Caroline Spalding, Features Correspondent

Violeta By Isabel Allende - A Review

Violeta traces the life of our eponymous protagonist, born ‘one stormy Friday in 1920, the year of the scourge.’ The opening passages, depicting her country’s reaction to the Spanish flu pandemic now feel uncannily familiar – and it is perhaps this understanding that brings Violeta’s world firmly into the forefront of our imaginations.

The narrative is a story told not to us, the reader, but to a person that is dear to Violeta’s heart. This is the story of her life, beginning at her birth and the formative years that she’s initially resistant to recall. But her confidence as a storyteller increases as her narrative moves to her adult years: she becomes more open, becoming bolder in her revelations. Her commentary is nuanced with personal embellishments, a side-comment here and there, moments of self-reflection.

Violeta is a bold woman, her character develops as she matures, and her life inevitably becomes more complex as she lives through the societal and political upheavals her country, Chile, undergoes. She is brave in response to personal hardship; she is loving and tender but also not one to tolerate fools gladly. Her defiance as a young woman calms into a more refined resistance, or perhaps just stoic acceptance: always a practical woman, her emotional charge, her ability to fall prey to her own desire, is somewhat diminished by the events of her life and country.

The reader’s journey is enhanced by feeling as though a companion to Violeta, a fellow passenger on this long road trip. Characteristic of Allende, there is something in the light, lyrical prose that immediately captures your attention and you are seamlessly transported to the precise time and place of the narrative.

The engaging prose keeps the reader turning the pages – sometimes Violeta will employ a vignette to dive deeper into a personal aspect of her narrative whilst gliding seamlessly into the contextual background. The process is not didactic, more a natural supplement to the prose: the narrative isn’t limited to historical and political events but also identifies the subtle nuances of custom and culture and how these change. As the book begins with one pandemic and ends with another, we are not surprised to see elements of history repeated.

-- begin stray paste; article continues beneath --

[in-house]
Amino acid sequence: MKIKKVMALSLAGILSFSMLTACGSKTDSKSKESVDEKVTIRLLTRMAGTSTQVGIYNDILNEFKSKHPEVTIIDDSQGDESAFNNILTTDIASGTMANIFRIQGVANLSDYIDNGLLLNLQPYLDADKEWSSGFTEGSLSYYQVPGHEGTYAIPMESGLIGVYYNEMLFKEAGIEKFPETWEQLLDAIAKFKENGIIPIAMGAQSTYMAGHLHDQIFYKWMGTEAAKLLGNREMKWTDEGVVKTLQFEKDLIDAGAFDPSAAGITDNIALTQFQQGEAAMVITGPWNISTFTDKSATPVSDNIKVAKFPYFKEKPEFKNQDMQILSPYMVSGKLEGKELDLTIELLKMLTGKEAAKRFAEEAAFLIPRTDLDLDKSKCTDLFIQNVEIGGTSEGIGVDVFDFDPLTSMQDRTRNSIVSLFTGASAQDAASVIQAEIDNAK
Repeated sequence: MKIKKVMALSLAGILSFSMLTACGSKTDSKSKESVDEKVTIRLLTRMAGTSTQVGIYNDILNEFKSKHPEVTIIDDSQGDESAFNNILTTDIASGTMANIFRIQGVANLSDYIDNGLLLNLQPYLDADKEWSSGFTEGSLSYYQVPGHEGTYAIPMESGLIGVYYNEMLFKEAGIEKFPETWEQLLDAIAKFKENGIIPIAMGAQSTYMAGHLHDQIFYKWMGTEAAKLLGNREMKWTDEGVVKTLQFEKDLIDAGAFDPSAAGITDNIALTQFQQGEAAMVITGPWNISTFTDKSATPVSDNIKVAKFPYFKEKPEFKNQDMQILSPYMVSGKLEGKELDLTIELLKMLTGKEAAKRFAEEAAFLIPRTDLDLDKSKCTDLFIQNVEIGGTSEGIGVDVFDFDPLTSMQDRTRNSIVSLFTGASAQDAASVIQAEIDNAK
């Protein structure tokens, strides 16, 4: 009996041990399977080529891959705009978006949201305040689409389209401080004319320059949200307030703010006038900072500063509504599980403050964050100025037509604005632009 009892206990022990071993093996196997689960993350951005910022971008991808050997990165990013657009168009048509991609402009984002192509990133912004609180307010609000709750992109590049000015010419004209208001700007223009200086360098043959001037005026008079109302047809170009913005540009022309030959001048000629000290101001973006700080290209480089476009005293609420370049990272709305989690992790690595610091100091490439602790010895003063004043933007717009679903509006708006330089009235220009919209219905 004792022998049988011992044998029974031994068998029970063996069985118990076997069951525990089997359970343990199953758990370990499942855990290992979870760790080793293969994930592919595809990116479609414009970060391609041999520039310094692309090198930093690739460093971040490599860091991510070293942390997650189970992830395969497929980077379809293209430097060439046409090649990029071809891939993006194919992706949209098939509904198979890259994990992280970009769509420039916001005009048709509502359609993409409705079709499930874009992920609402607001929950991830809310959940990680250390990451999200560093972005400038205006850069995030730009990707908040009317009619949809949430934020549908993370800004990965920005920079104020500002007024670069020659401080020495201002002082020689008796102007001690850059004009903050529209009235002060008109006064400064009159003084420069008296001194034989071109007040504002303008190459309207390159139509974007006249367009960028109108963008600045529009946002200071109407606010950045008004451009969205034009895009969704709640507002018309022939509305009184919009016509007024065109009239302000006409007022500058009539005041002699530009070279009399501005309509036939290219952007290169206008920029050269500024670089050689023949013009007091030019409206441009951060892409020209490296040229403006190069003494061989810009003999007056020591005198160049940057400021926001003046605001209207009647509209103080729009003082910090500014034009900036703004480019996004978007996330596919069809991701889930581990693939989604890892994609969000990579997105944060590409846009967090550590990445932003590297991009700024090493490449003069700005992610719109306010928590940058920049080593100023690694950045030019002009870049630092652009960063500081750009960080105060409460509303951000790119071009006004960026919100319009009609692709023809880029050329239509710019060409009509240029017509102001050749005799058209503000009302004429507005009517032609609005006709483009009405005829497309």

Isabel Allende
Isabel Allende
Her family is very much a result of the changing times, her relationships impacted upon by events and influence beyond her direct control. She witnesses events of the wider world, such as the ‘Summer of Love’, and the legacy that the hippie counterculture brought to bear; she sees “the young, long-haired kids, tattooed, lazy and content…who chose to live like promiscuous beggars in a haze of psychedelic music and drugs”; and she sees the inevitable side effects: drug addiction, crime, deceit and tragedy. One lesson we take from Violeta and her story is that nothing comes to pass without consequence.

Politics inevitably casts its shadow over the events of Violeta’s life: the twentieth century did not proceed calmly, or without incident. On the eve of the 1973 coup when Pinochet seizes power, Violeta doesn’t hesitate to express her neutrality. She’s aware of the country’s inequality and poverty, and her neutrality is not indifference, but rather a reflection of her knowledge there is little she can do to effect a change. Violeta by now has built a business, her burgeoning family comes with complications, and whilst by dint of circumstance she is less subject to the terror inspired by the regime, she is only too aware, in later years, that democracy has become ‘something young people had never known and the rest of us had forgotten.’

It is fitting that Allende’s book was published in the month after the election of the new president of Chile, leftist Gabriel Boric, allaying fears of a return to the ‘darkness’ of the Pinochet years which could have followed if his rival Jose Antonio Kast had seized power. Whilst we have heard Boric say “people need to learn from history – but not repeat it” we cannot help but consider this an aspiration, rather than a course of action. During the past twenty months, we have seen mistakes repeated time and again in our own small country – and Allende’s book reaffirms that society continually transforms, and that change is cyclical. The characters we meet throughout the novel are those we recognise: their traits are familiar, their emotions are those we share, even decades later. And it is the artistry Allende applies to her craft that illuminates and enlivens the figures who will come to occupy our minds.

Violeta establishes with poignancy and precision the events that have shaped the past century in South America. A candid narrative that effortlessly captures authentic human emotion, the reader is shown how individual experience is always and everywhere inseparable from the contextual fabric of the wider world. An embodiment of wisdom, peppered with wit and humility, Violeta is a woman from whom I was reluctant to part.

Violeta is published by Bloomsbury on 25th January.